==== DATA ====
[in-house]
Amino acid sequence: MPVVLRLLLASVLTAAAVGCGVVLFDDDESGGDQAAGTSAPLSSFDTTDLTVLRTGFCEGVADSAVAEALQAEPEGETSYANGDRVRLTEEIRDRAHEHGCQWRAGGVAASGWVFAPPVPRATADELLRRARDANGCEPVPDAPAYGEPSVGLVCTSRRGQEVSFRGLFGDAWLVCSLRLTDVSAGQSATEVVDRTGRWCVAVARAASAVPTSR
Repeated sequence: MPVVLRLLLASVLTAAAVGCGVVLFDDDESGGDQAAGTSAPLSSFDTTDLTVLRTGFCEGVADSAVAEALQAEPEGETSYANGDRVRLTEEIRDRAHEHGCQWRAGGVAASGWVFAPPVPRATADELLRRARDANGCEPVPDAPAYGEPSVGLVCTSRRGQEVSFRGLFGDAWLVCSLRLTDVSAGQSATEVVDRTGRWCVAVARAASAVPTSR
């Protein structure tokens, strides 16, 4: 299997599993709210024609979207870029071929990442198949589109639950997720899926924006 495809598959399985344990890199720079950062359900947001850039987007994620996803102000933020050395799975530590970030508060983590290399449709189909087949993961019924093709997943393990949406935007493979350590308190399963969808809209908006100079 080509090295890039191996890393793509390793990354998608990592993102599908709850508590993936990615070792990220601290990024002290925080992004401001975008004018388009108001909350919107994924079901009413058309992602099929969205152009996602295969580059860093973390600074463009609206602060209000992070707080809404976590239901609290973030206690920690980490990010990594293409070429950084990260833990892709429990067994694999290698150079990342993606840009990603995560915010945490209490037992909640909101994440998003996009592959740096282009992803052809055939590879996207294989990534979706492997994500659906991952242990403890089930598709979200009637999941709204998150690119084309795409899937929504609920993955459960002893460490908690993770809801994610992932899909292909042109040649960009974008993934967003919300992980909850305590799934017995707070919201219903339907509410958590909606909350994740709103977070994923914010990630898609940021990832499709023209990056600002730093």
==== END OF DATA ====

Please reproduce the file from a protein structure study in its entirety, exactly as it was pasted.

[in-house]
Amino acid sequence: MPVVLRLLLASVLTAAAVGCGVVLFDDDESGGDQAAGTSAPLSSFDTTDLTVLRTGFCEGVADSAVAEALQAEPEGETSYANGDRVRLTEEIRDRAHEHGCQWRAGGVAASGWVFAPPVPRATADELLRRARDANGCEPVPDAPAYGEPSVGLVCTSRRGQEVSFRGLFGDAWLVCSLRLTDVSAGQSATEVVDRTGRWCVAVARAASAVPTSR
Repeated sequence: MPVVLRLLLASVLTAAAVGCGVVLFDDDESGGDQAAGTSAPLSSFDTTDLTVLRTGFCEGVADSAVAEALQAEPEGETSYANGDRVRLTEEIRDRAHEHGCQWRAGGVAASGWVFAPPVPRATADELLRRARDANGCEPVPDAPAYGEPSVGLVCTSRRGQEVSFRGLFGDAWLVCSLRLTDVSAGQSATEVVDRTGRWCVAVARAASAVPTSR
């Protein structure tokens, strides 16, 4: 299997599993709210024609979207870029071929990442198949589109639950997720899926924006 495809598959399985344990890199720079950062359900947001850039987007994620996803102000933020050395799975530590970030508060983590290399449709189909087949993961019924093709997943393990949406935007493979350590308190399963969808809209908006100079 080509090295890039191996890393793509390793990354998608990592993102599908709850508590993936990615070792990220601290990024002290925080992004401001975008004018388009108001909350919107994924079901009413058309992602099929969205152009996602295969580059860093973390600074463009609206602060209000992070707080809404976590239901609290973030206690920690980490990010990594293409070429950084990260833990892709429990067994694999290698150079990342993606840009990603995560915010945490209490037992909640909101994440998003996009592959740096282009992803052809055939590879996207294989990534979706492997994500659906991952242990403890089930598709979200009637999941709204998150690119084309795409899937929504609920993955459960002893460490908690993770809801994610992932899909292909042109040649960009974008993934967003919300992980909850305590799934017995707070919201219903339907509410958590909606909350994740709103977070994923914010990630898609940021990832499709023209990056600002730093």